Furthermore, the defendants were warned, not once but thrice, twice by this Court, and once by the District Court for the Northern District of Illinois, that in the event they were to strike against the government it would be regarded as a criminal act.
In 1970, as indicated above, and specifically in June of last year in Air Transport Association v. PATCO, 516 F. Supp. 1108 (E.D.N.Y.1981), this Court said that "... it is of crucial importance that strikes by federal employees are substantially more than merely unfair labor practices-they are crimes", id. at 1112. And in United States v. Professional Air Traffic Controllers Organization, et al., 504 F. Supp. 432 (N.D.Ill.1980), rev'd on other grounds 653 F.2d 1134 (7th Cir.), cert. denied, 454 U.S. 1083, 102 S. Ct. 639, 70 L. Ed. 2d 617 (1981), the Illinois District Court said:
Section 7311 must however be considered in conjunction with 18 U.S.C. § 1918, which makes an individual's violation of its provisions a crime, and 18 U.S.C. § 2(a), which subjects anyone aiding and abetting commission of a federal crime to punishment as a criminal principal. Thus the specific statutory consequence of an individual employee's strike participation is his or her potential termination of employment under Section 7311 and potential prosecution under 18 U.S.C. § 1918. As for a labor organization, in statutory terms its exposure is to potential prosecution under 18 U.S.C. § 2(a).
id. at 438, and
During the next few days Title VII was amended to, in the words of the amendment's sponsor Representative Rudd, "re-state in clear and unequivocal language that strikes against the Federal government are illegal and punishable" (id. at 9640).
(2-4) Accordingly there is no doubt whatever that 5 U.S.C. § 7311 and 18 U.S.C. § 1918 and § 2(a) were left totally intact by the enactment of Title VII. It is absolutely clear that a federal employee who strikes still forfeits his or her right to employment under Section 7311 and may be prosecuted under 18 U.S.C. § 1918. It is equally clear that a labor union that participates in such a strike may still be prosecuted as well under 18 U.S.C. § 2(a). In that important sense the strike is truly illegal: It is a criminal offense.
id. at 439-440.
Finally defendants argue that, when on August 3, 1981, the President set a deadline of August 5, 1981 by which Air Traffic Controllers who failed to report to work were to be terminated from employment, such step constituted a condonation of the strike actions and an amnesty, reprieve or pardon within the President's power conferred by Article 2, Section 2, Clause 1 of the Constitution of the United States. This argument might have some merit with respect to those who did return to work before the deadline on August 5, 1981, but it is in this Court's opinion specious and frivolous as to those who did not.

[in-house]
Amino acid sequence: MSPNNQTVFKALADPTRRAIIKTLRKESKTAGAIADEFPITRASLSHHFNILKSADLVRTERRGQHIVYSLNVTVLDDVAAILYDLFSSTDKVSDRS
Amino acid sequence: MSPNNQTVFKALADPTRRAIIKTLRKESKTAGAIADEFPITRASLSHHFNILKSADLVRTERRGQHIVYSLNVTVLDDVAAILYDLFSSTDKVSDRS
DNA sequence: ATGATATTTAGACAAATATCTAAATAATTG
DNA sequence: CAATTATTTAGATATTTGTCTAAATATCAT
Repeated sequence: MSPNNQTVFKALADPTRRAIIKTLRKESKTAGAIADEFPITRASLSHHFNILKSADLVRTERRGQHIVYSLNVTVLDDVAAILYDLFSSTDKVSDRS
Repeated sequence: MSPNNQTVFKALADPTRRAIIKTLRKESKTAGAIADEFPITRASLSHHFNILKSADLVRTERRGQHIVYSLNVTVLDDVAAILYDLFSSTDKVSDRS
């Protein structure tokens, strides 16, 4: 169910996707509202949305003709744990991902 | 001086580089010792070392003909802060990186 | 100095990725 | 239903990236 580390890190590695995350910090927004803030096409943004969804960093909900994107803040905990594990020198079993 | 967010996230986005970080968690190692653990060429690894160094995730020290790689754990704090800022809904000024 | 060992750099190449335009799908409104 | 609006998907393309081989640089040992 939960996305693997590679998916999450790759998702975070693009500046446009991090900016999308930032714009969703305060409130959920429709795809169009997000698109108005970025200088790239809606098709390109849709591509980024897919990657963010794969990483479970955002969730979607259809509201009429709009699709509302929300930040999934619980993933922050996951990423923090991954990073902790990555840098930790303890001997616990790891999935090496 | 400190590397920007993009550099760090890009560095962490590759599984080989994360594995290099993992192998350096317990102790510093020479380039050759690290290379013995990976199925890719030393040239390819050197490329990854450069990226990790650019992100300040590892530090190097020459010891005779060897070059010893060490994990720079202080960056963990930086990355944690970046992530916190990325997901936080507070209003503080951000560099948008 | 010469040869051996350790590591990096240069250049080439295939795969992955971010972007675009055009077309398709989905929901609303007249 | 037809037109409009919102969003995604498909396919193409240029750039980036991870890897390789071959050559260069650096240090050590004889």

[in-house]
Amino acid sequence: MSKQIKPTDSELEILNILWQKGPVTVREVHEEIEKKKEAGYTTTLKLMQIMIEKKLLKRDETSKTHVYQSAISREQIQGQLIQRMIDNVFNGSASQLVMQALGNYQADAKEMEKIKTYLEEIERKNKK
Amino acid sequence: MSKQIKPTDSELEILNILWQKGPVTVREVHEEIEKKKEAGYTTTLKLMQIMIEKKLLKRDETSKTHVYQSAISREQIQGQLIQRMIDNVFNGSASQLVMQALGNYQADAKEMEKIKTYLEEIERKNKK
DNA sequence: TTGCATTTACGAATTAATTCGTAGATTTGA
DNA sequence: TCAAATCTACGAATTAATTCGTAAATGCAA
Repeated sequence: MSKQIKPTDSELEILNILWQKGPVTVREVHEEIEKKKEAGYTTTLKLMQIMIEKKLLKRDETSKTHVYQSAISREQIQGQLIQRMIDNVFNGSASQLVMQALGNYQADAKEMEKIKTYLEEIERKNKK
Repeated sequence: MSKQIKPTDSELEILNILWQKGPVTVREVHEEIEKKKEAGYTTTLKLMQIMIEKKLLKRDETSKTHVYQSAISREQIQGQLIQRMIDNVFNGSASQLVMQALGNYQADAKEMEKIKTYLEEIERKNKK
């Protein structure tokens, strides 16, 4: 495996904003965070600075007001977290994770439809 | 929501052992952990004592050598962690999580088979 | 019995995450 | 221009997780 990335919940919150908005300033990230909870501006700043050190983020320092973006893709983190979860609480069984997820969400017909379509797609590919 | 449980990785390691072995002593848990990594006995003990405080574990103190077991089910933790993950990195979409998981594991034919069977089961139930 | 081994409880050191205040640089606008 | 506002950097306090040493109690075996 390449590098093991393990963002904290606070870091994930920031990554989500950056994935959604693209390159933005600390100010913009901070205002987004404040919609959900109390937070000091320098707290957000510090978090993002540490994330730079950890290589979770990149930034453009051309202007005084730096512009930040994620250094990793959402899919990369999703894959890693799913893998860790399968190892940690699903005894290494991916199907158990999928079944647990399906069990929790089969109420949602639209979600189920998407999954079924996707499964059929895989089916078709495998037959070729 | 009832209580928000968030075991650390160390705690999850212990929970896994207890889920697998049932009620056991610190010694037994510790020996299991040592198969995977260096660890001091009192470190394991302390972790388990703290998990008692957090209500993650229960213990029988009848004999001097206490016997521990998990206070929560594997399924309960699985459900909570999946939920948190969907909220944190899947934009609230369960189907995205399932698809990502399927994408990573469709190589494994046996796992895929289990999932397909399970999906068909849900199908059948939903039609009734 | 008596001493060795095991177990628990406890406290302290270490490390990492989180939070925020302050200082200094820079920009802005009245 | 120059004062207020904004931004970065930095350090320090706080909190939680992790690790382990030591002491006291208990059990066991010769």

Defendants also move for a severance and separate trials under and pursuant to Rules 8 and 14 of the Federal Rules of Criminal Procedure.
Rule 8(b) provides:
Two or more defendants may be charged in the same indictment or information if they are alleged to have participated in the same act or transaction or in the same series of acts or transactions constituting an offense or offenses. Such defendants may be charged in one or more counts together or separately and all of the defendants need not be charged in each count.
Rule 14 provides:
If it appears that a defendant or the government is prejudiced by a joinder of offenses or of defendants in an indictment or information or by such joinder for trial together, the court may order an election or separate trials of counts, grant a severance of defendants or provide whatever other relief justice requires. In ruling on a motion by a defendant for severance the court may order the attorney for the government to deliver to the court for inspection in camera any statements or confessions made by the defendants which the government intends to introduce in evidence at the trial.
There is no question but that each defendant here is alleged to have participated in the same act constituting an offense, i.e., a strike against the government. There just is no legitimate reason advanced by either defendant for either a severance or a separate trial in this case.
Accordingly, defendants' motions must be, and the same hereby are, denied.